Yes, so the breakdown of that barrier of separation.
Exactly. Something I want to get at, and something I’m hoping to have really good discussions about in the spring, is the genderedness of that looking. There’s something inherent in the way women looked and wrote in this moment.
To that point, as our conceptions of gender have shifted over time, how do we reconcile this notion with the fact that women are no longer forced to occupy that caretaker role in the same way? How do contemporary women or even non-binary people fit into this?
Exactly what I want to talk about! The 19th-century idea of the angel in the house was that the woman’s role was to preserve the moral purity of the home. Then you start to build that out. There’s home as in my house. There’s home as in the natural world around me: my yard, my garden, the hills around my town. And then it keeps moving out. What Rachel Carson was doing in Silent Spring was finally saying, ‘We’ve got to do something, our house is in trouble.’ I’m very aware that even saying, “women in nature, women looking and writing about nature” is a category that now feels a little rigid. All of this is about breaking down categories and acknowledging connection, interdependence, and fluidity. I’m excited for this course because I’m excited to learn as much as I teach. I’ve spent a lot of time in the 19th century and I need to be reintroduced to now.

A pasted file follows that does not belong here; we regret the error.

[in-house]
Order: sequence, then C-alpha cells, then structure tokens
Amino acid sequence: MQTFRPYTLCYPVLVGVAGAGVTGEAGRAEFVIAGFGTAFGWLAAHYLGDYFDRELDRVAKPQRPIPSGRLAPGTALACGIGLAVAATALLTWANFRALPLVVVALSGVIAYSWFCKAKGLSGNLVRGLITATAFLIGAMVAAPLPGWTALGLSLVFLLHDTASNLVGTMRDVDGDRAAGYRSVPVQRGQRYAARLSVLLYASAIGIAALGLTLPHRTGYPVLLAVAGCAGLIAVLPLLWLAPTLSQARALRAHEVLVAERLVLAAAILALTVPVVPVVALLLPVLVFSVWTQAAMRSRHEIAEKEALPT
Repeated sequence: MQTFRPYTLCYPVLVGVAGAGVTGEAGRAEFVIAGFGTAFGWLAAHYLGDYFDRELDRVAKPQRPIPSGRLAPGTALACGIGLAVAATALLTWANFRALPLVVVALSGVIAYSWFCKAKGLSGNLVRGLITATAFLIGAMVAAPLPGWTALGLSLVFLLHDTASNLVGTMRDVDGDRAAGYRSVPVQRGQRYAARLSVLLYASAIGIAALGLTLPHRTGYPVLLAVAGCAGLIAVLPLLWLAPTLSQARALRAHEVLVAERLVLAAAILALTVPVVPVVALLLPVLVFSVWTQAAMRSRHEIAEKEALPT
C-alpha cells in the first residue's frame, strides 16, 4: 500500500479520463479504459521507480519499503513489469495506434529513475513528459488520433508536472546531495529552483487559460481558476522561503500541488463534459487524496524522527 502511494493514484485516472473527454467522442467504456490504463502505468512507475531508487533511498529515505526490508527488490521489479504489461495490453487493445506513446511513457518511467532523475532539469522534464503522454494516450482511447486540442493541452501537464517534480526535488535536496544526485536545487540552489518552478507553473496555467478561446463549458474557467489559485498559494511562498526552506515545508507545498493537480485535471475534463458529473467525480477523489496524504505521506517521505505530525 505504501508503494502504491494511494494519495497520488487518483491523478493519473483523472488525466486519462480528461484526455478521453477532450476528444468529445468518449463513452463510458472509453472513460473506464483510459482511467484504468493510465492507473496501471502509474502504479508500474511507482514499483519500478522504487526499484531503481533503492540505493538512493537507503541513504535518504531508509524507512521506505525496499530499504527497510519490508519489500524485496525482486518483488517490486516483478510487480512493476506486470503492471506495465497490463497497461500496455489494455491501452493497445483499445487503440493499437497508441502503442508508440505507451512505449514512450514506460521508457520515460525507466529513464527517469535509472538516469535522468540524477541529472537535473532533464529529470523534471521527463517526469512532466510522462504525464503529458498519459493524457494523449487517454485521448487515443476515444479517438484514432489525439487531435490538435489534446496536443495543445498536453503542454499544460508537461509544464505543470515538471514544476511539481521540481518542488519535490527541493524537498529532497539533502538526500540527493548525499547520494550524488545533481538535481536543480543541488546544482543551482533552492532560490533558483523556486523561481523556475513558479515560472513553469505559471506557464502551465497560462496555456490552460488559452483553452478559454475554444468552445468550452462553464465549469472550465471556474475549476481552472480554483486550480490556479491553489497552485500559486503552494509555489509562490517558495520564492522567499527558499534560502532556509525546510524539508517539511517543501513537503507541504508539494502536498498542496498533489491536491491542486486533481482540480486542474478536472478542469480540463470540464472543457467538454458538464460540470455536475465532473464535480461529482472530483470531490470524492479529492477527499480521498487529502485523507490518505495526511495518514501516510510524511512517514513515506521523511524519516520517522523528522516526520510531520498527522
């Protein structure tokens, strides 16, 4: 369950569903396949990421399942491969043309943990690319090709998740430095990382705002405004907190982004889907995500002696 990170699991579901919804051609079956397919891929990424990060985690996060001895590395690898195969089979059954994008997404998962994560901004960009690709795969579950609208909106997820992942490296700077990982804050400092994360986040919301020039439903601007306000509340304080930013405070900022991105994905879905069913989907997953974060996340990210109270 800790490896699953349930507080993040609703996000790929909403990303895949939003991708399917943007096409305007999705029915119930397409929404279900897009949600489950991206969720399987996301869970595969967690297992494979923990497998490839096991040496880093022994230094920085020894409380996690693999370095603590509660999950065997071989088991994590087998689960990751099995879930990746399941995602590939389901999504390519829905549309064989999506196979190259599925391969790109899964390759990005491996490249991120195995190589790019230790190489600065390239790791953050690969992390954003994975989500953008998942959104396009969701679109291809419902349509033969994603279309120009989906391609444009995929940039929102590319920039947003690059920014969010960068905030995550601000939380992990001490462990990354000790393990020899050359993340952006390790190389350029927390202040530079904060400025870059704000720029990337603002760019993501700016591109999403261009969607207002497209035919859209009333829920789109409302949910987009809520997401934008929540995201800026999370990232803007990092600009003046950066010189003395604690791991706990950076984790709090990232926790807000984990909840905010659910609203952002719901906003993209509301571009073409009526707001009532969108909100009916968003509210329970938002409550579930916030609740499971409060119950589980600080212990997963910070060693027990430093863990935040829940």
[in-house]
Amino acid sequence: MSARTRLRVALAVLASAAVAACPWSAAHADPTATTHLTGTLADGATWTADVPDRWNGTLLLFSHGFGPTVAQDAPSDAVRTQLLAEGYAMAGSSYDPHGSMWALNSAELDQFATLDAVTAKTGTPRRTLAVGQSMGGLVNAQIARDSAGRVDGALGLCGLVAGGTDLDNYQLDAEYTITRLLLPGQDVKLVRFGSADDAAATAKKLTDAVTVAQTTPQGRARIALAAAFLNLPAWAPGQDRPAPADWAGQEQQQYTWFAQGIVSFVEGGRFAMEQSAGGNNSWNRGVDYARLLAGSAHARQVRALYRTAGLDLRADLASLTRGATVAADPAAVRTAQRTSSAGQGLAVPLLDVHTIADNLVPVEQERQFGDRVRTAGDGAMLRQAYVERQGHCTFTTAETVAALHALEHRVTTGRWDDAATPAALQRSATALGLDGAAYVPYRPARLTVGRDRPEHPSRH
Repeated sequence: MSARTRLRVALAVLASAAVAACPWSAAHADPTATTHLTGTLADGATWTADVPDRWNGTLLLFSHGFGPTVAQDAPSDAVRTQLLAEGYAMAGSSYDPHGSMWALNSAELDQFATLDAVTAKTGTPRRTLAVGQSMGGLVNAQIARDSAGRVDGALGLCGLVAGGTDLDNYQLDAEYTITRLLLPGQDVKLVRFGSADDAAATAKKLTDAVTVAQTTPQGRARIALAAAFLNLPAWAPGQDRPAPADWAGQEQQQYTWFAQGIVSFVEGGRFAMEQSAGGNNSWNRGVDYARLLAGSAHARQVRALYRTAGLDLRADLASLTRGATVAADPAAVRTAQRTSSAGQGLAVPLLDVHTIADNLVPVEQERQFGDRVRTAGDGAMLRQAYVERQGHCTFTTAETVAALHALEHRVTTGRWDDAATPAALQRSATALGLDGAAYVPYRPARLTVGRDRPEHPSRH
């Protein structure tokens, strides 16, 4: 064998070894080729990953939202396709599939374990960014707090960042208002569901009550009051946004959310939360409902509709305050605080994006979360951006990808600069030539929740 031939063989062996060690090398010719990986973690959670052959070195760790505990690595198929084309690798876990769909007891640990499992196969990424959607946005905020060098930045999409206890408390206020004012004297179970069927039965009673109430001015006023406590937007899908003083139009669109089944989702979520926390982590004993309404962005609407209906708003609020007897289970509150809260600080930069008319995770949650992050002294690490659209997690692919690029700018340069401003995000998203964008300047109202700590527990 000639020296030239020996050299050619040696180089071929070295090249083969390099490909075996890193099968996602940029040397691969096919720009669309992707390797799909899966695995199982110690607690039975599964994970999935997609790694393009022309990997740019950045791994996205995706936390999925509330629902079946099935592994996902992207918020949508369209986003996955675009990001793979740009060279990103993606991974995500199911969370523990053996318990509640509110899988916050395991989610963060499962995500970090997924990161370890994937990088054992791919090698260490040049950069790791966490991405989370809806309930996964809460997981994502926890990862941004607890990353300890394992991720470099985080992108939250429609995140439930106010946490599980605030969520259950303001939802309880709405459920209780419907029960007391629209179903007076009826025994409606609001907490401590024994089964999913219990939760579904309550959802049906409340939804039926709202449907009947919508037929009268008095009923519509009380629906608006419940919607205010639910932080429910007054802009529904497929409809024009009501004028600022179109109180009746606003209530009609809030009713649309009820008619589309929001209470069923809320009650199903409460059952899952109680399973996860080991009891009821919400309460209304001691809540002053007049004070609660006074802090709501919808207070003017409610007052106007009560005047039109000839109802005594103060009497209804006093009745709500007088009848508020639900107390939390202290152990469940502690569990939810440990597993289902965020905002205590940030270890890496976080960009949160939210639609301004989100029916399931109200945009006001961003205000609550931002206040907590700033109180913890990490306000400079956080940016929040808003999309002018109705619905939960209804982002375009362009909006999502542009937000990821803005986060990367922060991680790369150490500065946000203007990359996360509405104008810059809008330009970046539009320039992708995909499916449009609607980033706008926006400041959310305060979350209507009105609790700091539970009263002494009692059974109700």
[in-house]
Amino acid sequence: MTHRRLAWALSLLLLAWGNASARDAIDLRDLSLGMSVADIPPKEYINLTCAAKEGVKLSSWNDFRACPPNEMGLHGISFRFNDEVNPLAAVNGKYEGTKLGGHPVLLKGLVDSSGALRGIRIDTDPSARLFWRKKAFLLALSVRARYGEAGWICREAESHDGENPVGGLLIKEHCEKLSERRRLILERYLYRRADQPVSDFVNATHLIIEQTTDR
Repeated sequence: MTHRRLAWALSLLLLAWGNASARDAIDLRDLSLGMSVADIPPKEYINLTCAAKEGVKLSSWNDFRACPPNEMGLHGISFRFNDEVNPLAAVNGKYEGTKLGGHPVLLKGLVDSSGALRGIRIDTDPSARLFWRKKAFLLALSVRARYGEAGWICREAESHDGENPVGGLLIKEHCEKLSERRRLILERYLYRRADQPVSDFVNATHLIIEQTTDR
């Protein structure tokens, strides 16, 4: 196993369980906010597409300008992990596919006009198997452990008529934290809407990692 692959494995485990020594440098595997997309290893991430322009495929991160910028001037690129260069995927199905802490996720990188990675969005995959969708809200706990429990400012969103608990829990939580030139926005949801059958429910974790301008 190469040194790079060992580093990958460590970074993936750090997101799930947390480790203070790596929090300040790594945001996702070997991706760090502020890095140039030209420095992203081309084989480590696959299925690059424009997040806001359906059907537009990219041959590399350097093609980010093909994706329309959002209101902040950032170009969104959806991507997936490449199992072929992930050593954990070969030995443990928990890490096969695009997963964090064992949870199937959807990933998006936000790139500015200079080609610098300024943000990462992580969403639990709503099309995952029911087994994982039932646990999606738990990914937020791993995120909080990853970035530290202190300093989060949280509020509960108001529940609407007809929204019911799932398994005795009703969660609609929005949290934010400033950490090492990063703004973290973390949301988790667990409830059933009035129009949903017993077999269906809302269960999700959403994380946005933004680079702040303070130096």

How did you come to this work? What led you to this path of academia?
Well, I’m not an academic. I have no PhD. I have the kind of career that only makes sense in reverse. I started out in publishing, was a book critic, and then moved to Japan with my Japanese husband and became part of his family there. I came back and earned a master’s degree in East Asian studies. I discovered the story that I told in my first book, Daughters of the Samurai, which is about three little girls, ages 6,10, and 11, who were sent here by the Japanese government in the 1870s. They grew up in America for ten years, and then they went back to Japan and helped promote women’s education. That was my first book, their story, and I fell in love with 19th-century women. So for my next book, The Doctors Blackwell, I looked at the Blackwell sisters, Elizabeth and Emily, who were the first and third women to get medical degrees here. Medicine is another passion of mine, my path not taken. And then, since I’d written two books about trailblazing 19th-century women, I wanted to keep going. I started looking at women and nature, and then ended up extending that through to Rachel Carson and beyond. This next project is a little different in that it’s more freestyle. This is not just one story, it’s a bunch of stories, and how they talk to each other. I’m hoping that whoever ends up in my classroom in the spring is ready to help me make this project, because there are so many connections that I can see and so many more that I can’t see. I’m looking forward to the collaboration.
What brought you to Wesleyan?
Fate! I happened to meet one of the current members of the Think Tank earlier this year. The COE always invites one outside person, who’s not necessarily an academic. He recommended that I apply. I’m so grateful for the chance to be part of the community this year. I can already tell it will feel too short!